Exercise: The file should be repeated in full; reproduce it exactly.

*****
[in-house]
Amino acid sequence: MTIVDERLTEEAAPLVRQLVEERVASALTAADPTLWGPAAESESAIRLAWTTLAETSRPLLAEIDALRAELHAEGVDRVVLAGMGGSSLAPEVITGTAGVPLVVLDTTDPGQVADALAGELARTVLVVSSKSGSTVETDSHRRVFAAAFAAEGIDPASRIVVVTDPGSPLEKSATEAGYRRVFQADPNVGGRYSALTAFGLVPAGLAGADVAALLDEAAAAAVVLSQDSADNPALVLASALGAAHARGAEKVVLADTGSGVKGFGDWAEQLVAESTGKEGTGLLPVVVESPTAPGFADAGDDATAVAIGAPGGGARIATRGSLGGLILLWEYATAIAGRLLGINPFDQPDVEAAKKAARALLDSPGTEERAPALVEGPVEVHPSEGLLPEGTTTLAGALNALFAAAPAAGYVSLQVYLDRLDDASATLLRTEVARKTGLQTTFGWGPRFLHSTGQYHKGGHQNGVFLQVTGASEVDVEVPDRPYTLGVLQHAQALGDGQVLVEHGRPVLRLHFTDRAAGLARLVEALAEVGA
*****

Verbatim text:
[in-house]
Amino acid sequence: MTIVDERLTEEAAPLVRQLVEERVASALTAADPTLWGPAAESESAIRLAWTTLAETSRPLLAEIDALRAELHAEGVDRVVLAGMGGSSLAPEVITGTAGVPLVVLDTTDPGQVADALAGELARTVLVVSSKSGSTVETDSHRRVFAAAFAAEGIDPASRIVVVTDPGSPLEKSATEAGYRRVFQADPNVGGRYSALTAFGLVPAGLAGADVAALLDEAAAAAVVLSQDSADNPALVLASALGAAHARGAEKVVLADTGSGVKGFGDWAEQLVAESTGKEGTGLLPVVVESPTAPGFADAGDDATAVAIGAPGGGARIATRGSLGGLILLWEYATAIAGRLLGINPFDQPDVEAAKKAARALLDSPGTEERAPALVEGPVEVHPSEGLLPEGTTTLAGALNALFAAAPAAGYVSLQVYLDRLDDASATLLRTEVARKTGLQTTFGWGPRFLHSTGQYHKGGHQNGVFLQVTGASEVDVEVPDRPYTLGVLQHAQALGDGQVLVEHGRPVLRLHFTDRAAGLARLVEALAEVGA